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The Bulletin: Timber supply shortage raises house building fears

Good morning and welcome to The Bulletin. In today’s edition: Timber supply shortage raises house building fears, Commerce Commission investigating pyramid schemes targeting Tongan community, and mixed messages being given over ID for Covid vaccine.

For a lead story today, an incident that we really can’t say what the full implications are yet – but they could be vast and extremely damaging. Business Desk (paywalled) reported on Saturday that Carter Holt Harvey – an absolute giant in the timber industry – will be halting timber supply to ITM, Bunnings and Mitre-10. They say they’re facing “critical supply issues” and are unable to honour commitments. They will however continue to supply to Placemakers, which is owned by Fletchers, and subsidiary company Carter’s Building Supplies. Within that group of companies, there is both a range of the type of trade they do, and a range of reactions to the announcement.

On one level, it could have a big impact on building businesses. The Rotorua Daily Post reports some contractors “are at risk of going under” – particularly smaller operators. New Zealand Certified Builders Association chairperson Mike Craig said there could be severe flow-on consequences. “Some of the smaller builders who just do one house at a time and they can’t get product, what do they do with their workers?”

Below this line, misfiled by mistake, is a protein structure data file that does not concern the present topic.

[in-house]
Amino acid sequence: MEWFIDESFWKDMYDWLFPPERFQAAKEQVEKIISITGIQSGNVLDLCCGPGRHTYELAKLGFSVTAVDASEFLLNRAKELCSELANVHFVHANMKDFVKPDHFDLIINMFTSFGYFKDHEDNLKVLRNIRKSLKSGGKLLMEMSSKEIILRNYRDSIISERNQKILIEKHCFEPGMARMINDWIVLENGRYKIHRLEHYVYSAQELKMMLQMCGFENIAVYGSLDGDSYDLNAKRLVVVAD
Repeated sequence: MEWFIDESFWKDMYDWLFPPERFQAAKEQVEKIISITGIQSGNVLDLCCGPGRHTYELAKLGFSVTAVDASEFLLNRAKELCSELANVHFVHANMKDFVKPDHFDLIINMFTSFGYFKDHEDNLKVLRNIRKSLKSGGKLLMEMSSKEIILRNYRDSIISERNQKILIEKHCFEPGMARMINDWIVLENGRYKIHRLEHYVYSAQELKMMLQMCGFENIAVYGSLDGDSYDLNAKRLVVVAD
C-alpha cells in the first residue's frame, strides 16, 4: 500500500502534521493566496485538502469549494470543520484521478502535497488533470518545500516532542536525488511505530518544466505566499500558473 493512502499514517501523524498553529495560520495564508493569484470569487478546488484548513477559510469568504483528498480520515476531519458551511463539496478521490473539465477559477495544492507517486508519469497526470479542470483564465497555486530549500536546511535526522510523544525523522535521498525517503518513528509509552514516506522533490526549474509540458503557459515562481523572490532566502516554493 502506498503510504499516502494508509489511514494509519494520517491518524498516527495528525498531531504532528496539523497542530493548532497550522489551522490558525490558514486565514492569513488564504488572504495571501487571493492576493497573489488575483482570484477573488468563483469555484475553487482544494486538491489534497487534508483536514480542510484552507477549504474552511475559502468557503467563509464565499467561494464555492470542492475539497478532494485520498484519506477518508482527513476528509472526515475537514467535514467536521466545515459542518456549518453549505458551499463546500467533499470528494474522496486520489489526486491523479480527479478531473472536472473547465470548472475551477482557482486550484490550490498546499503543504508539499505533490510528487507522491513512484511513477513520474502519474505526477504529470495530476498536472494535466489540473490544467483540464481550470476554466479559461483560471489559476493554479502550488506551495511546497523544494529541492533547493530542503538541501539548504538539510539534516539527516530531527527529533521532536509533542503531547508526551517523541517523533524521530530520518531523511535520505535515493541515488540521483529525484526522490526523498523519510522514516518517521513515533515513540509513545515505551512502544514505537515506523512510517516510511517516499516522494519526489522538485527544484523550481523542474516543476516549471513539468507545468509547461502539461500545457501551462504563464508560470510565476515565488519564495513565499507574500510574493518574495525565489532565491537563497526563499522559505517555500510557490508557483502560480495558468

It is also likely to change the nature of the building industry, with timber shortages expected for the rest of the year at least. Stuff reports some construction projects may look to get around the issue with alternative timber products. A story on One News included suggestions that the problem was “industry-wide”, and would hit housing hard. At the very least, the cost of timber is almost certain to keep going up. This also comes at a critical time for housing generally, with supply issues and housing shortages contributing to pretty much every other social problem New Zealand currently faces.

It’s not clear what the solution to this will be. Backlogs globally mean it is highly unlikely there will be any sort of quick fix. We’re also in a period of extremely high prices and export demand. New Zealand grows huge swathes of forests for timber, and to have domestic shortages feels like a damning indictment of an economic system that allowed this situation to occur. As I say, we don’t yet know the full implications of this, and it may be that they turn out to be mild and minor. But there will be extremely justified anger if the housing crisis drags on because of a lack of processed wood.

The Commerce Commission is investigating alleged pyramid schemes targeting the Tongan community, reports Barbara Dreaver for One News. The apparent scams have resulted in hundreds of people losing money, after being lured in through church, community group and family networks. As always, the advice on these kinds of ‘opportunities’ is very simple – if someone promises you the chance to get rich quick, they are almost certainly conning you, and you will lose the money you put in.